For example, this organization might be working to either arm them or the locals, seeking to sow the seeds of discordant hatred between the new arrivals and their endemic hosts so as to foster a bloody provocation that would force a military response. In turn, this might be used as per tried-and-tested Color Revolution techniques in order to smear the military for “killing civilians and/or refugees” and propagated as a rallying symbol for domestically provoking a Color Revolution (whether in the region, the capital, or all throughout the country in coordination with its regime change allies), internationally ‘isolating’ the authorities, and painting them in a negative light that preconditions the global public for accepting the intensification of regime change Hybrid War. Moreover, Gambella is so important precisely because it neighbors the Southern Nations, Nationalities, and Peoples’ Region and could be the source of a destabilizing contagion of ethnic violence that turns the diverse area into Ethiopia’s domestic version of a South Sudanese bloodbath.
The other version of “Weapons of Mass Migration” that are being deployed in the Horn of Africa is the Western-originated strategy to prompt a large-scale outflow of “refugees” from Eritrea. The domestic push factor of the policy of indefinite military service mixed with the pull factor of the EU’s 91-93% acceptance rate of Eritrean “refugees” has created such a massive demographic crisis for the country that 400,000 of its slightly more than 6 million total citizens have already left over the past six years.
The effect has been to weaken the economic, military, and social strength of the country with the anticipation of prompting a political crisis in the coming future, the effect of which might be a lot more unpredictable and far-reaching than what the West might expect to be a simple Rose Revolution-esque regime change operation.
More than likely and owing to the specific domestic and regional circumstances that Eritrea presently finds itself in, a concerted anti-government movement within the country (whether composed of Color Revolution ‘protesters’ and/or Hybrid War ‘rebels’) might lead to the total collapse of the government, which itself could unleash a swarm of refugees to Ethiopia and Europe and possibly even elicit a militarized response from rival Addis Ababa.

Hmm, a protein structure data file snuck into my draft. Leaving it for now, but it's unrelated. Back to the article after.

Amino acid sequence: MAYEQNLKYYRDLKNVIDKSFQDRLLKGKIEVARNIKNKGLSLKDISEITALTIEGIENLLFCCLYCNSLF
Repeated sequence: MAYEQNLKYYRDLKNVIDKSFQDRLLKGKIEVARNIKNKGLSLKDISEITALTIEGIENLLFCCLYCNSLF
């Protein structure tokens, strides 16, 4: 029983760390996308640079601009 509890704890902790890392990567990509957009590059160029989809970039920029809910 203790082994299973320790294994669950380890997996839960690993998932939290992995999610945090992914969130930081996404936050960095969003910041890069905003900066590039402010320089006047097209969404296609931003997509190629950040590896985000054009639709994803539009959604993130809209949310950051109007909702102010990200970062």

Additionally, the procedurally shifting strategic balance between Ethiopia and Eritrea as a result of the latter’s artificially created demographic crisis might lead Asmara to seek to strategically compensate by intensifying its new ties with the GCC, which as described earlier, could then unleash a GCC-China proxy arms buildup and even a potential war.
Regardless of how far this scenario would eventually go, it would certainly lead to these out-of-regional actors doubling down on their support for their respective allies, with a distinct scenario focus being the reinforcement measures that the GCC could take in propping up its ally in Asmara from collapsing due to the weaponized demographic strain that it will definitely come under if the human outflow isn’t halted in the near future.
Once again, this would trigger the cyclical security dilemma of the GCC upping aid to Eritrea while China does the same to Ethiopia, which would move the region close to an all-out continuation war, albeit one which owes its most immediate cause to the cumulative enfeebling effect that the West’s “Weapons of Mass Migration” would unmistakably have on Eritrea and its leadership’s need to strategically compensate by seeking out GCC assistance.